Thomas Redden, PhD
Everett Mansion 357
- PhD, Political Science, University of Connecticut, 1998
- Diplome (M.S.), Third World Development, Institut universitaire d’etudes du developpement, University of Geneva, Switzerland, 1986
- MEd, Central Connecticut State University, 1984
- BA, History, Williams College, 1977
- Professor, History and Politics, Southern Vermont College, 1999-present
- Professor, Political Science, Marlboro College, 1992-1999
- Dean of Students, Marlboro College, 1993-1998
- Instructor, Political Science, University of Connecticut, 1987-1992
- Teacher of English, International School of Geneva, Switzerland, 1982-1983
- Teacher of History, Kingswood-Oxford School, West Hartford, CT, 1979-1982
- Teacher of English to Japanese students, Cook School, Izumisano, Japan, 1977-1978
- U.S. History
- Modern Asia History
- Latin America History
- African History
- Middle East History
- International Relations
- Comparative Politics
- Social Ethics
- Social Science Research Methods
- Race, Class, Gender and Ethnicity
- Global Issues
- Buddhist Politics
- Spanish I
My academic research historically has centered on U.S. foreign policy and U.S. response to revolution in the Third World since 1945, in particular the foreign policies of presidents Reagan and George W. Bush. As an ordained Zen Buddhist priest, I have begun to explore Buddhism from a political perspective and am working actively to develop a vision of what a “Buddhist politics” might look like in the U.S. and abroad. A book should result from this effort.
Why I teach
I teach because I love to teach. I love the students, find them endlessly interesting and funny, am fascinated by the academic content areas, and believe that education holds the greatest potential for our survival and well-being as a global community.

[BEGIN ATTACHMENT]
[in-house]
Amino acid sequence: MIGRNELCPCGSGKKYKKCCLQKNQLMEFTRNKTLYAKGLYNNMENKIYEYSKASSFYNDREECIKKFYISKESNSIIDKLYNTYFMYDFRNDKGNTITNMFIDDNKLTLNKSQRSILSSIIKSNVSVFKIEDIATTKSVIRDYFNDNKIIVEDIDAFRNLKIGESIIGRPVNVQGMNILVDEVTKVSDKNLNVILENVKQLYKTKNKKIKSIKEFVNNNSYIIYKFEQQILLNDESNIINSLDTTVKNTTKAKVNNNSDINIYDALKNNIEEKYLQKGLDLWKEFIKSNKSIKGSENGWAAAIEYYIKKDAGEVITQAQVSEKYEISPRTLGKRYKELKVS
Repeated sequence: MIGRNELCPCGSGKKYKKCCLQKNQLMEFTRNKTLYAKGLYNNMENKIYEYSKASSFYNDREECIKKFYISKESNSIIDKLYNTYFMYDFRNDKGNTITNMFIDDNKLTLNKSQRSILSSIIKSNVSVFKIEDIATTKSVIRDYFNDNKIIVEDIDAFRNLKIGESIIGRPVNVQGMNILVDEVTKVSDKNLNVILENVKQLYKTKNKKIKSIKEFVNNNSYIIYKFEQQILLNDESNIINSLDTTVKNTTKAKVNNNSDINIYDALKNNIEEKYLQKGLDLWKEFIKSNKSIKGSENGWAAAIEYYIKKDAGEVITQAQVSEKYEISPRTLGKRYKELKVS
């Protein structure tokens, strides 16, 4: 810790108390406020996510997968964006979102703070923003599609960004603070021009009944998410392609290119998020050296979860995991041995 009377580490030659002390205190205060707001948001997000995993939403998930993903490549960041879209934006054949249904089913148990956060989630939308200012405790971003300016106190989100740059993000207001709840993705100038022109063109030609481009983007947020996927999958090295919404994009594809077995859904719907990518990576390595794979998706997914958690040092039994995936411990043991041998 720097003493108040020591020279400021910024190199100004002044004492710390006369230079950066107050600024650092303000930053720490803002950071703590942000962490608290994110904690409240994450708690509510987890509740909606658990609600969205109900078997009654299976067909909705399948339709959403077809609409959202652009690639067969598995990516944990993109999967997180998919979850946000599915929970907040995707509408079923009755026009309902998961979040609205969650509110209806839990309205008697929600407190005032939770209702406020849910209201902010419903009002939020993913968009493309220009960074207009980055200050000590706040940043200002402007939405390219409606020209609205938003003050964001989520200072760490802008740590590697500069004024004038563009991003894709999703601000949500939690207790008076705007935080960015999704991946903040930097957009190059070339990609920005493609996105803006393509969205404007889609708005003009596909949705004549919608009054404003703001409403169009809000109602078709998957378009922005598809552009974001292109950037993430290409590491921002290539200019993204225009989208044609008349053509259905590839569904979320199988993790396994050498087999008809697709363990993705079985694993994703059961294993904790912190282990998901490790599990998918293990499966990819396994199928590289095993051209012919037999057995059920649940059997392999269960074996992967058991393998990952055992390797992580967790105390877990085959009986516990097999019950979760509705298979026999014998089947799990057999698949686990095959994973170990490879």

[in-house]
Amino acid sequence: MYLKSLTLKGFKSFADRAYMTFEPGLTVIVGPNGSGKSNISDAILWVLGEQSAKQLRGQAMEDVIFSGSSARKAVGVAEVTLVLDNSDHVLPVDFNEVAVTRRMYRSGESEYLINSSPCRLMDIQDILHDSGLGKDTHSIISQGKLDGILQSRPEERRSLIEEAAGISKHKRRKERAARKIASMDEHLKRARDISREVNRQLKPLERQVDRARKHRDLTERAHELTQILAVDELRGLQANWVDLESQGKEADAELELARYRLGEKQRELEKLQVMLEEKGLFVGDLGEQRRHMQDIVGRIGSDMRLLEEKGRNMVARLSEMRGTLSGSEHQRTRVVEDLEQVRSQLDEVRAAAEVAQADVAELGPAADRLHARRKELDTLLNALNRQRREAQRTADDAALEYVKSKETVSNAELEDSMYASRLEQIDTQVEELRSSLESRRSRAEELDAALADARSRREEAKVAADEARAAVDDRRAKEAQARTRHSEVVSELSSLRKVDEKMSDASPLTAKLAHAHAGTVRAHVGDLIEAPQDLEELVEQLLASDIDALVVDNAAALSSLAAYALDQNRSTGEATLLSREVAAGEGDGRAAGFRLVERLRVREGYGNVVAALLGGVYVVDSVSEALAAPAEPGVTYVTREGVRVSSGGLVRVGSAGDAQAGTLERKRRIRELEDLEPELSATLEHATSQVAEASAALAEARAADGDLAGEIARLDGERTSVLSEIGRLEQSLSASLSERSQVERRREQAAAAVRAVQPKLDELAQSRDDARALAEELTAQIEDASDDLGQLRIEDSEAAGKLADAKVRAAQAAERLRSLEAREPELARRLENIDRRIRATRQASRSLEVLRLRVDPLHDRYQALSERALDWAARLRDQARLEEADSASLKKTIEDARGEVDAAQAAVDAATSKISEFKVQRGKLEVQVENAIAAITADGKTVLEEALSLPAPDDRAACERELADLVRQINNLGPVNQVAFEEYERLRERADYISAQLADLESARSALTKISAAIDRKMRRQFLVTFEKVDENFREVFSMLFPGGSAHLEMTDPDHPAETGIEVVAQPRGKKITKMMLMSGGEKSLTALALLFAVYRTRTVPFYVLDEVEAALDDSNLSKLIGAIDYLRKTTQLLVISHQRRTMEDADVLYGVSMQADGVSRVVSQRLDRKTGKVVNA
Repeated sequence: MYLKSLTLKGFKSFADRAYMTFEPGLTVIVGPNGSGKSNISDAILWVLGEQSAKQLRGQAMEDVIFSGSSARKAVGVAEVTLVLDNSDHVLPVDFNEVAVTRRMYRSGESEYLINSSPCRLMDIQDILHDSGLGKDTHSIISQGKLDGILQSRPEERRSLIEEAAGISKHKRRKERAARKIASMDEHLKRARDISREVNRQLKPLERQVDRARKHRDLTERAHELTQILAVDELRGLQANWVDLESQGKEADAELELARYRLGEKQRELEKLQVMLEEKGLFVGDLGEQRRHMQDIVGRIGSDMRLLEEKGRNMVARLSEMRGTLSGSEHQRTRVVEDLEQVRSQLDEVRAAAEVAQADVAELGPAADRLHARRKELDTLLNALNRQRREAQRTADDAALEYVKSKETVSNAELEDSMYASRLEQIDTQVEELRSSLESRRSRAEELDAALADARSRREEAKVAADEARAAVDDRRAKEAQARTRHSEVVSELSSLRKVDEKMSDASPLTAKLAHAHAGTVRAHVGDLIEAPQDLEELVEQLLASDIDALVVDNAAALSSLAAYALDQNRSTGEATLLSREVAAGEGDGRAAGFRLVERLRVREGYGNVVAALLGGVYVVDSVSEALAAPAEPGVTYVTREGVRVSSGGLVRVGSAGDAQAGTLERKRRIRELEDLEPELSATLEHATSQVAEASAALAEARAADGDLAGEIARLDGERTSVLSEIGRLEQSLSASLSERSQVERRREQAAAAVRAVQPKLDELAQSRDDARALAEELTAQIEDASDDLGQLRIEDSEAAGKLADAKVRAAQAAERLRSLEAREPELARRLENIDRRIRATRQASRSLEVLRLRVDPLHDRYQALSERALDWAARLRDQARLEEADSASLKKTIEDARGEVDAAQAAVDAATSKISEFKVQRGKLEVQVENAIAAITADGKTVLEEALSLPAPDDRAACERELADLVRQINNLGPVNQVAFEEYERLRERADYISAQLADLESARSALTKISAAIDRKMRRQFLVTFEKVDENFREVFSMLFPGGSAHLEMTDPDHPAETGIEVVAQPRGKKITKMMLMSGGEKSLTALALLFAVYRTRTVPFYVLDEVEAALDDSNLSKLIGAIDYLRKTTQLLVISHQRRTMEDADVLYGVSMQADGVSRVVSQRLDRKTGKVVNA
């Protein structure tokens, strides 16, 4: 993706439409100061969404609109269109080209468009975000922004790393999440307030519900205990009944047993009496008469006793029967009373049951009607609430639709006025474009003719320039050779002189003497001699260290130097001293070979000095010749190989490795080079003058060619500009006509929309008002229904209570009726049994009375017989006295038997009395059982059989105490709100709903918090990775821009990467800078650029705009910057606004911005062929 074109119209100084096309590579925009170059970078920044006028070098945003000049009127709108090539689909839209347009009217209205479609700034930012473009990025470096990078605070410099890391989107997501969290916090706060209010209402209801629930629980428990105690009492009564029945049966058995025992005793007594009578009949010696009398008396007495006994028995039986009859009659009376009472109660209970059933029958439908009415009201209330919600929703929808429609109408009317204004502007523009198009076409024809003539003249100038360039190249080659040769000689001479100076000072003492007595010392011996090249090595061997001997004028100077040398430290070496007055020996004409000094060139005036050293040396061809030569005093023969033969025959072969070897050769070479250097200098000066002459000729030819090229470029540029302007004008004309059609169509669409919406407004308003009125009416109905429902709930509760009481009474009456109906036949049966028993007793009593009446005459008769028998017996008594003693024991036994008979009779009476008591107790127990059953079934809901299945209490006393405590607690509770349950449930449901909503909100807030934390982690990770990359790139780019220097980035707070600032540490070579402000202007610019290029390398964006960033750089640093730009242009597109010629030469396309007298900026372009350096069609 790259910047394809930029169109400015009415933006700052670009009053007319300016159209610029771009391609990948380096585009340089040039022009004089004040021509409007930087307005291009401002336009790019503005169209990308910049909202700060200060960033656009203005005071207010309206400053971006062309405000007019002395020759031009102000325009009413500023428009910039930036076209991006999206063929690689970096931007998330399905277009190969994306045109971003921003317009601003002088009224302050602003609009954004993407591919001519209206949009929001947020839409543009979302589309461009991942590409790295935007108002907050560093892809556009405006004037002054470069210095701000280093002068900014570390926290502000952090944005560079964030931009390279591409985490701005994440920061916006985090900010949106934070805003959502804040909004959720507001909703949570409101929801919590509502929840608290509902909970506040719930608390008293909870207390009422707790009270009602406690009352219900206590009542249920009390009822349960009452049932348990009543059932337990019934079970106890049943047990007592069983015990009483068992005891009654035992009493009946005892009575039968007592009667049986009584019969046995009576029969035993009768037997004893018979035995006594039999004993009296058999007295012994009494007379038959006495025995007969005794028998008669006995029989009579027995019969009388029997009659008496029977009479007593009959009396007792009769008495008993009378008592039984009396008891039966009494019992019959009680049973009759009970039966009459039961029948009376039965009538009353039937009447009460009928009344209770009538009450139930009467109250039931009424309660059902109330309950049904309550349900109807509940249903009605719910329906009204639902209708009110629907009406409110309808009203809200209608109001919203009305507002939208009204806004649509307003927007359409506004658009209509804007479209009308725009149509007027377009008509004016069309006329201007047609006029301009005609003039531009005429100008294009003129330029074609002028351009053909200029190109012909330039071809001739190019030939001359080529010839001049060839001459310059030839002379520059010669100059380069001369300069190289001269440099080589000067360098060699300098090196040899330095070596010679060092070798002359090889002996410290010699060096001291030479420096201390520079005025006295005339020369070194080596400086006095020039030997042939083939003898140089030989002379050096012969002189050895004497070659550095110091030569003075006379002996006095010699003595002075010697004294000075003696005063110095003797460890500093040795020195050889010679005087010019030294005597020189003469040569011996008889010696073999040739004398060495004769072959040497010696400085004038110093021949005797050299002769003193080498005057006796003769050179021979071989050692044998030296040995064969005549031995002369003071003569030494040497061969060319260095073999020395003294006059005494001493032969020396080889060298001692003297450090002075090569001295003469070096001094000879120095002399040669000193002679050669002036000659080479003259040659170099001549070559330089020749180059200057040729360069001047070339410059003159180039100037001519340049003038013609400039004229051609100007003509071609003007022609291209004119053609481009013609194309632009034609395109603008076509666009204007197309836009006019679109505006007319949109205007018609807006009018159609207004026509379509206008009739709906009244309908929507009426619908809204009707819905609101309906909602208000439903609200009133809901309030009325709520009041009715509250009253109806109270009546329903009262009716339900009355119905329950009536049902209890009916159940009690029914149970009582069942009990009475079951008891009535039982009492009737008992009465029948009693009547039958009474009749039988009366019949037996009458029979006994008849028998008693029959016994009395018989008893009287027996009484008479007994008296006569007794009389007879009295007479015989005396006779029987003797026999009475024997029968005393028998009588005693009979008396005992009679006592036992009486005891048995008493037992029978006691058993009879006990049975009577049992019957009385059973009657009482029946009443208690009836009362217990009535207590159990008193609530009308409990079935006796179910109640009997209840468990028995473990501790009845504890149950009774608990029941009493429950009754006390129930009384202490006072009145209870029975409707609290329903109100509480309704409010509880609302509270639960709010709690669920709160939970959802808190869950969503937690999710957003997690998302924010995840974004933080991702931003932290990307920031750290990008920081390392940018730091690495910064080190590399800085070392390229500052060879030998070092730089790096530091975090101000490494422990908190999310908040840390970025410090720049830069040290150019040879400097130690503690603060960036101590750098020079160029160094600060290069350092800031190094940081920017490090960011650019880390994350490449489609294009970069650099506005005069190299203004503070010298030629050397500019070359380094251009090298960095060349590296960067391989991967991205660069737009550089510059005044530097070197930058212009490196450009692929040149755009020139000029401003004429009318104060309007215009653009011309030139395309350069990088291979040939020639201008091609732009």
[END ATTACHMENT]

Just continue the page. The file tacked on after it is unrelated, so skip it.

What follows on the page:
selected scholarly Presentations
• “Envisioning a Buddhist Politics: Ending Suffering,” Northeastern Political Science Association Annual Meeting, Philadelphia, PA, November 15, 2013
• “The Buddhist President: Buddhism and American Politics”, The Northeastern Political Science Association Annual Meeting, Crowne Plaza Hotel, Philadelphia, PA, November 17, 2011
• “Neoconservative Policy Toward Nicaragua and Iraq: Making War to Keep Peace,” Presented at the New England Political Science Association Annual Meeting, Newport Marriott, Newport, Rhode Island, April 23, 2010
• “George W. Bush’s Final Two Years and Iraq: Surging to the End,” Paper presented at the New England Political Science Association Annual Meeting, Boston Marriott Newton, Newton, Mass., April 28, 2007
• "Leadership of Presidents Ronald Reagan and George W. Bush: Some Preliminary Comparisons," presented at the Northeastern Political Science Association, 2006
• "Hegemony, Hegemonic Stability Theory and the Direction of U.S. Foreign Policy," New York State Political Science Association, John Jay College, 2006
• "The Reagan and Bush Doctrines: The Ideological Genealogy," New England Political Science Association, 2005
• "The Evolution of and Reaction to the Grand Strategy of the George W. Bush Administration," International Studies Association, 2004
• "Is the United States an Empire? Competing Perspectives," New England Political Science Association, 2004